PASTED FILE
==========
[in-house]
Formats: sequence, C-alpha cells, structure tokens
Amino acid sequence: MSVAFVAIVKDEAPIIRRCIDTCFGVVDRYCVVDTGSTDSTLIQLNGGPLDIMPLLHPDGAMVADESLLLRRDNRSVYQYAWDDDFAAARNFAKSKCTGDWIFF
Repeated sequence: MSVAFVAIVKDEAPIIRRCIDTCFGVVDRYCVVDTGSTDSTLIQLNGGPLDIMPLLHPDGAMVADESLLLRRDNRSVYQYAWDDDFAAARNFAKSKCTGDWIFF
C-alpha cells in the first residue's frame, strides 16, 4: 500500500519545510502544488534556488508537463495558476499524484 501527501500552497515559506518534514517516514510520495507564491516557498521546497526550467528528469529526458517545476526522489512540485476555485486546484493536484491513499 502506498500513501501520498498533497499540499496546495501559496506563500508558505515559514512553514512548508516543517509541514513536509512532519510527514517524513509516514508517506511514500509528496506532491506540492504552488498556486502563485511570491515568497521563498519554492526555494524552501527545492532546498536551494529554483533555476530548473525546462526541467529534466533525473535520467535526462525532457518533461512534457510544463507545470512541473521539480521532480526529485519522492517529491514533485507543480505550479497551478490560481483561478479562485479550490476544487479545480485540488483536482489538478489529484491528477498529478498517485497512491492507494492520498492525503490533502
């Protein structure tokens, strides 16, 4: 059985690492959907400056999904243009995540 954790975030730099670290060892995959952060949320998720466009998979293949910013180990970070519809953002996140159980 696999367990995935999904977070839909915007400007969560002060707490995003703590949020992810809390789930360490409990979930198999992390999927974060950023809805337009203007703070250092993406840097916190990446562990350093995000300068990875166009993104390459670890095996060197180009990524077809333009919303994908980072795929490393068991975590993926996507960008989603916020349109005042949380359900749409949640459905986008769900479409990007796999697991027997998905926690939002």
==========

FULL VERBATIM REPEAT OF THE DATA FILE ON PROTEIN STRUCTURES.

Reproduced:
[in-house]
Formats: sequence, C-alpha cells, structure tokens
Amino acid sequence: MSVAFVAIVKDEAPIIRRCIDTCFGVVDRYCVVDTGSTDSTLIQLNGGPLDIMPLLHPDGAMVADESLLLRRDNRSVYQYAWDDDFAAARNFAKSKCTGDWIFF
Repeated sequence: MSVAFVAIVKDEAPIIRRCIDTCFGVVDRYCVVDTGSTDSTLIQLNGGPLDIMPLLHPDGAMVADESLLLRRDNRSVYQYAWDDDFAAARNFAKSKCTGDWIFF
C-alpha cells in the first residue's frame, strides 16, 4: 500500500519545510502544488534556488508537463495558476499524484 501527501500552497515559506518534514517516514510520495507564491516557498521546497526550467528528469529526458517545476526522489512540485476555485486546484493536484491513499 502506498500513501501520498498533497499540499496546495501559496506563500508558505515559514512553514512548508516543517509541514513536509512532519510527514517524513509516514508517506511514500509528496506532491506540492504552488498556486502563485511570491515568497521563498519554492526555494524552501527545492532546498536551494529554483533555476530548473525546462526541467529534466533525473535520467535526462525532457518533461512534457510544463507545470512541473521539480521532480526529485519522492517529491514533485507543480505550479497551478490560481483561478479562485479550490476544487479545480485540488483536482489538478489529484491528477498529478498517485497512491492507494492520498492525503490533502
């Protein structure tokens, strides 16, 4: 059985690492959907400056999904243009995540 954790975030730099670290060892995959952060949320998720466009998979293949910013180990970070519809953002996140159980 696999367990995935999904977070839909915007400007969560002060707490995003703590949020992810809390789930360490409990979930198999992390999927974060950023809805337009203007703070250092993406840097916190990446562990350093995000300068990875166009993104390459670890095996060197180009990524077809333009919303994908980072795929490393068991975590993926996507960008989603916020349109005042949380359900749409949640459905986008769900479409990007796999697991027997998905926690939002």